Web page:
One Sure-Fire Way to Have Better Sex Tonight
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One Sure-Fire Way to Have Better Sex Tonight

As you age, the amount of sleep you get may affect how satisfied you are in the sack.

You probably know that menopause can cause sleep problems, and that lack of sleep is associated with other health problems like heart disease, weight gain, hypertension and depression. But did you know that lack of sleep may affect your sex life, too? A study published in Menopause, the journal of The North American Menopause Society (NAMS), found that women ages 50 to 79 who slept less than seven to eight hours a night were less satisfied with their sex lives than women who slept longer.

“If you think about it, it shouldn't be a surprise that there's a connection between the two,” says sleep specialist Dawn Stanley Cohen, MD of Sky Ridge Medical Center.

Regular sex not only feels good, it may increase your energy levels, lower your stress and anxiety levels, improve your relationship and much more

We talked with Dr. Stanley Cohen to learn exactly how aging and sleep habits might affect your sex life, what you can do to ramp up the amount of sleep you get, and in turn, the amount of time you spend in the sack. 

The main takeaways from the study
The Women’s Health Initiative Observational Study followed 93,000 women aged 50 through 79. The study found only 56 percent were satisfied or very satisfied with their sexual activity, 52 percent said they had partnered sexual activity within the last year and 31 percent of them had insomnia. In addition, women over 70 who slept less than five hours a night were 30 percent less likely to be sexually active than those women who were sleeping seven to eight hours. 

Why the connection?
Cohen says that as you age, the risk of sleep disorders increases. She sees a huge spike in insomnia and sleep apnea in women who are in their 50s and 60s, and those going through perimenopause and menopause.

This connection is not surprising, since women who are going through menopause typically have a hard time sleeping due to symptoms like hot flashes and sleep apnea.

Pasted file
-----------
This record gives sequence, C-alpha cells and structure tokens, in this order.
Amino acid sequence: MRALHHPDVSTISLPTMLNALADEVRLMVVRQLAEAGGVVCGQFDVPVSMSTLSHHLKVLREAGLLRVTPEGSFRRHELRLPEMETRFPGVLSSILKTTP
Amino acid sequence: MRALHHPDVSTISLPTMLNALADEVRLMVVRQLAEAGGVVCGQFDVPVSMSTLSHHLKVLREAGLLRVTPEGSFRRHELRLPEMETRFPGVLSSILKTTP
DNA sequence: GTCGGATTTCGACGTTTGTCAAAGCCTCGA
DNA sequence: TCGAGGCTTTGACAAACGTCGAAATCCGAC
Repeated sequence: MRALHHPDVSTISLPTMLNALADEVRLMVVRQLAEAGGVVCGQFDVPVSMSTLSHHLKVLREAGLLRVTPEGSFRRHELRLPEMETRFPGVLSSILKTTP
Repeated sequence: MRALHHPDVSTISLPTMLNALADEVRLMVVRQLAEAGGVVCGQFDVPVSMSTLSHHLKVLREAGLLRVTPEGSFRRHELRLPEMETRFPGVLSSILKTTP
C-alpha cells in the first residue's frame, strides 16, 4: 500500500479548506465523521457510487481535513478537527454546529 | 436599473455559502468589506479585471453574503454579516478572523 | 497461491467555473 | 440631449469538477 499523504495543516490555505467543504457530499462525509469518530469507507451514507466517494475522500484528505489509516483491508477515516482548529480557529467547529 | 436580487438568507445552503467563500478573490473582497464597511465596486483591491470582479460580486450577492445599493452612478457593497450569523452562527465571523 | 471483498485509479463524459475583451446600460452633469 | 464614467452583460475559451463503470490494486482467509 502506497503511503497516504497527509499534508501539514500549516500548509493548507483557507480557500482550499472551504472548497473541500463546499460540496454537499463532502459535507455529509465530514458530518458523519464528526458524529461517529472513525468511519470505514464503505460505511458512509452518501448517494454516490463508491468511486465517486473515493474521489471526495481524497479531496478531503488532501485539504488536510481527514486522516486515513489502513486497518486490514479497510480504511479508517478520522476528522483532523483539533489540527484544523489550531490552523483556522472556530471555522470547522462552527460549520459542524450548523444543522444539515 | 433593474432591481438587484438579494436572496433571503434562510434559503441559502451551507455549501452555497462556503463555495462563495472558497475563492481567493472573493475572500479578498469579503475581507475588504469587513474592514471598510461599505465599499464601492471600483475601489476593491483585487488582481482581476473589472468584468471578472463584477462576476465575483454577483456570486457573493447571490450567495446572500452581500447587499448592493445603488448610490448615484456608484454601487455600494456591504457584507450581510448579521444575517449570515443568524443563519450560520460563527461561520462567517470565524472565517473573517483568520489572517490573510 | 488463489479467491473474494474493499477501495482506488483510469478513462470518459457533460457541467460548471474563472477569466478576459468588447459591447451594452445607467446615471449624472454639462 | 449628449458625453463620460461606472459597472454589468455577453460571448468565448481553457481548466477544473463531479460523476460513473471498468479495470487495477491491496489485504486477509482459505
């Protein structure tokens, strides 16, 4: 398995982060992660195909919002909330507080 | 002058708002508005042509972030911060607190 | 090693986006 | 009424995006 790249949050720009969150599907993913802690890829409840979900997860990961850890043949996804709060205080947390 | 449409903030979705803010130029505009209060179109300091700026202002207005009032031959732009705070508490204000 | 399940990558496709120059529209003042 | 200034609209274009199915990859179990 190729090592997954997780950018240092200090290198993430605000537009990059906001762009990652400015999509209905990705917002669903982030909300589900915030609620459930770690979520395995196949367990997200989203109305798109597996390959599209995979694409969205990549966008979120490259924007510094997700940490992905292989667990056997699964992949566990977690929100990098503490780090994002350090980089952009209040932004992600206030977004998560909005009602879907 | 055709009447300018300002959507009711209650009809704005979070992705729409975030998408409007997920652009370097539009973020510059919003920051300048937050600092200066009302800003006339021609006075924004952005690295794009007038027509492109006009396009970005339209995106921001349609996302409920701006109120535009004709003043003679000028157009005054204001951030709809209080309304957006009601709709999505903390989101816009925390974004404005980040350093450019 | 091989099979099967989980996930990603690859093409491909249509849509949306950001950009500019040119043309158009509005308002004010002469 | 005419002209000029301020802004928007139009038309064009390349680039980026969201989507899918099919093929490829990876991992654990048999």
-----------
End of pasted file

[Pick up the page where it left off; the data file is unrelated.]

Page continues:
And loss of estrogen leads to loss of muscle integrity and an increased risk of sleep apnea, says Cohen. “Sleep deprivation, regardless of the cause, can also contribute to mood disorders like depression and anxiety. If someone has depression, I would assume they are less likely to want sex,” says Cohen.

Emotions play a role, as well. “If you're overly tired and you're not able to concentrate on things, it's hard to have a sexually satisfying encounter,” says Cohen.

5 ways to get more sleep
"Obviously, getting more sleep isn’t the cure for all sexual problems", says Cohen. This study is a reminder that it is not just hormones that are affecting sex drive during menopause.

If you’re looking for ways to improve your sex life, start by getting more sleep. Here are some easy ways to get started. 

Watch what you eat
Try eating a balanced diet rich in fruits and vegetables, and steer clear of spicy or acidic food when you can; eating these foods can worsen hot flashes. Large meals before bedtime can keep you awake, so it’s best to stop snacking within three hours before bedtime.  

Try to stick to a schedule
It may be tough to do on the weekends, but sticking to a sleep routine can help regulate your body’s internal clock. Waking up at the same time every day and going to sleep at the same time every evening will help you get to sleep faster, and can help you stay asleep.

Take some time to relax
An evening bath, a date with your favorite book and meditation are all activities that can help calm your mind before bed. And on the flipside, having sex before bed can also help you get better ZZZ’s.

Lose the light
Electronic devices like cellphones, tablets, TVs and iPads can prevent you from getting a good night’s rest. The bright light emitted from these devices can keep you awake and alert.

Try ditching technology before bed (especially social media!) and turn any alarm clocks or light-emitting devices so they face away from you. It’s best to keep computers, tablets and phones out of your bedroom completely.

Work on building a sleep sanctuary
In order for you to get a good night’s sleep, your bedroom has to be comfortable and relaxing. Make sure your bedroom’s temperature is cool—somewhere between 60 and 67 degrees is best. Try making your bedroom dark by closing the shades and blinds, and make sure your room is free of noise, too. Earplugs and sleeping masks can help if you have a significant other who snores or needs a light on to sleep. “White noise” machines can also help drown out disruptions like snoring and sounds from outside. 

And don’t forget to assess your mattress. Most mattresses last for around nine or 10 years, so it’s best to replace them after that.